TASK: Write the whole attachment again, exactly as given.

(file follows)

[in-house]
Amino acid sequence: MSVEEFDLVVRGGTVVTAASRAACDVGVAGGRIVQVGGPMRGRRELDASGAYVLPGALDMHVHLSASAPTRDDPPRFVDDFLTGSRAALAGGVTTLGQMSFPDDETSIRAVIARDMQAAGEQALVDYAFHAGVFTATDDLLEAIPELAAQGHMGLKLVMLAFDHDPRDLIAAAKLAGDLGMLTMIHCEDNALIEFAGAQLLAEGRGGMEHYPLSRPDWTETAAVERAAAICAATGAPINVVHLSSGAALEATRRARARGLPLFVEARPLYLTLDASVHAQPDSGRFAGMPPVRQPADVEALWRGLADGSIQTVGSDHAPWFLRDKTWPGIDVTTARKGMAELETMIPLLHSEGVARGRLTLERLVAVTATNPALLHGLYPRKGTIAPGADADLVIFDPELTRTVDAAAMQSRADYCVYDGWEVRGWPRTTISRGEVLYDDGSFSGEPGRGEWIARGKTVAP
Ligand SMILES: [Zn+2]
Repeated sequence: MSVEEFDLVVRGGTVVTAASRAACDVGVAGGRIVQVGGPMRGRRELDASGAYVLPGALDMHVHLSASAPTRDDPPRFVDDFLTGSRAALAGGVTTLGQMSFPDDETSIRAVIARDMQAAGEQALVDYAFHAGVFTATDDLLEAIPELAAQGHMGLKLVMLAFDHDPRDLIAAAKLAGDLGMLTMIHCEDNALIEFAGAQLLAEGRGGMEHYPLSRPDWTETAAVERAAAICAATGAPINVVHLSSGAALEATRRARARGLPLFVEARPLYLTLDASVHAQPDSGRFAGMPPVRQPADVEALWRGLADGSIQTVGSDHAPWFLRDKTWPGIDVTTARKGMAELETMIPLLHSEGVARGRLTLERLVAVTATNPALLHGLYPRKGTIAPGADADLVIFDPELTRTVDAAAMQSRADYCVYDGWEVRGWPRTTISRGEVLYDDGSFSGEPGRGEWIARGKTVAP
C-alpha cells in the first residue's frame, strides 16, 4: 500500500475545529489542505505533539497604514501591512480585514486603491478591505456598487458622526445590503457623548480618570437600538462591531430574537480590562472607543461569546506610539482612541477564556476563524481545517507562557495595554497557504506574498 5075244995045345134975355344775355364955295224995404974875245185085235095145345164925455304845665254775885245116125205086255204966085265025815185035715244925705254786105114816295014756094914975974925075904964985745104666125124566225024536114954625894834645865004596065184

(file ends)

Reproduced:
[in-house]
Amino acid sequence: MSVEEFDLVVRGGTVVTAASRAACDVGVAGGRIVQVGGPMRGRRELDASGAYVLPGALDMHVHLSASAPTRDDPPRFVDDFLTGSRAALAGGVTTLGQMSFPDDETSIRAVIARDMQAAGEQALVDYAFHAGVFTATDDLLEAIPELAAQGHMGLKLVMLAFDHDPRDLIAAAKLAGDLGMLTMIHCEDNALIEFAGAQLLAEGRGGMEHYPLSRPDWTETAAVERAAAICAATGAPINVVHLSSGAALEATRRARARGLPLFVEARPLYLTLDASVHAQPDSGRFAGMPPVRQPADVEALWRGLADGSIQTVGSDHAPWFLRDKTWPGIDVTTARKGMAELETMIPLLHSEGVARGRLTLERLVAVTATNPALLHGLYPRKGTIAPGADADLVIFDPELTRTVDAAAMQSRADYCVYDGWEVRGWPRTTISRGEVLYDDGSFSGEPGRGEWIARGKTVAP
Ligand SMILES: [Zn+2]
Repeated sequence: MSVEEFDLVVRGGTVVTAASRAACDVGVAGGRIVQVGGPMRGRRELDASGAYVLPGALDMHVHLSASAPTRDDPPRFVDDFLTGSRAALAGGVTTLGQMSFPDDETSIRAVIARDMQAAGEQALVDYAFHAGVFTATDDLLEAIPELAAQGHMGLKLVMLAFDHDPRDLIAAAKLAGDLGMLTMIHCEDNALIEFAGAQLLAEGRGGMEHYPLSRPDWTETAAVERAAAICAATGAPINVVHLSSGAALEATRRARARGLPLFVEARPLYLTLDASVHAQPDSGRFAGMPPVRQPADVEALWRGLADGSIQTVGSDHAPWFLRDKTWPGIDVTTARKGMAELETMIPLLHSEGVARGRLTLERLVAVTATNPALLHGLYPRKGTIAPGADADLVIFDPELTRTVDAAAMQSRADYCVYDGWEVRGWPRTTISRGEVLYDDGSFSGEPGRGEWIARGKTVAP
C-alpha cells in the first residue's frame, strides 16, 4: 500500500475545529489542505505533539497604514501591512480585514486603491478591505456598487458622526445590503457623548480618570437600538462591531430574537480590562472607543461569546506610539482612541477564556476563524481545517507562557495595554497557504506574498 5075244995045345134975355344775355364955295224995404974875245185085235095145345164925455304845665254775885245116125205086255204966085265025815185035715244925705254786105114816295014756094914975974925075904964985745104666125124566225024536114954625894834645865004596065184